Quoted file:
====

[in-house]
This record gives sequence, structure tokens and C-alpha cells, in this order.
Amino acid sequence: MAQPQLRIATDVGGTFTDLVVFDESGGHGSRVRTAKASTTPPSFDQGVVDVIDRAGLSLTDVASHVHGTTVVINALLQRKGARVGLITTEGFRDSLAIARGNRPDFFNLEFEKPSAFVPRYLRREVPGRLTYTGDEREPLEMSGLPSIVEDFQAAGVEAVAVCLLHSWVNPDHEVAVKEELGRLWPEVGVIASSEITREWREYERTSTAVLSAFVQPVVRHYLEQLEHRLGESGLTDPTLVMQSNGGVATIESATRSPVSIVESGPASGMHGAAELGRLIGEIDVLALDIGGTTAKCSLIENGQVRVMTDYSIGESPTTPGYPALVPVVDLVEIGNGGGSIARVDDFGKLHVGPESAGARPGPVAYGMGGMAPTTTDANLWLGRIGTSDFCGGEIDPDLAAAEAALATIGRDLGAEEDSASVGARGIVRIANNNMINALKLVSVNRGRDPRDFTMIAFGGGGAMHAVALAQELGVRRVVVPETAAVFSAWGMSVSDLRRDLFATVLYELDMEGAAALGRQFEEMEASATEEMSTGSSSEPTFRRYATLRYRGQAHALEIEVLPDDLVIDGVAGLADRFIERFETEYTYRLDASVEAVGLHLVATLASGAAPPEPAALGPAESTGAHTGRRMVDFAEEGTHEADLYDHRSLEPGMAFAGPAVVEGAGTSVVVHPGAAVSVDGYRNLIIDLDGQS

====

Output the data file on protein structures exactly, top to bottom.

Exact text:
[in-house]
This record gives sequence, structure tokens and C-alpha cells, in this order.
Amino acid sequence: MAQPQLRIATDVGGTFTDLVVFDESGGHGSRVRTAKASTTPPSFDQGVVDVIDRAGLSLTDVASHVHGTTVVINALLQRKGARVGLITTEGFRDSLAIARGNRPDFFNLEFEKPSAFVPRYLRREVPGRLTYTGDEREPLEMSGLPSIVEDFQAAGVEAVAVCLLHSWVNPDHEVAVKEELGRLWPEVGVIASSEITREWREYERTSTAVLSAFVQPVVRHYLEQLEHRLGESGLTDPTLVMQSNGGVATIESATRSPVSIVESGPASGMHGAAELGRLIGEIDVLALDIGGTTAKCSLIENGQVRVMTDYSIGESPTTPGYPALVPVVDLVEIGNGGGSIARVDDFGKLHVGPESAGARPGPVAYGMGGMAPTTTDANLWLGRIGTSDFCGGEIDPDLAAAEAALATIGRDLGAEEDSASVGARGIVRIANNNMINALKLVSVNRGRDPRDFTMIAFGGGGAMHAVALAQELGVRRVVVPETAAVFSAWGMSVSDLRRDLFATVLYELDMEGAAALGRQFEEMEASATEEMSTGSSSEPTFRRYATLRYRGQAHALEIEVLPDDLVIDGVAGLADRFIERFETEYTYRLDASVEAVGLHLVATLASGAAPPEPAALGPAESTGAHTGRRMVDFAEEGTHEADLYDHRSLEPGMAFAGPAVVEGAGTSVVVHPGAAVSVDGYRNLIIDLDGQS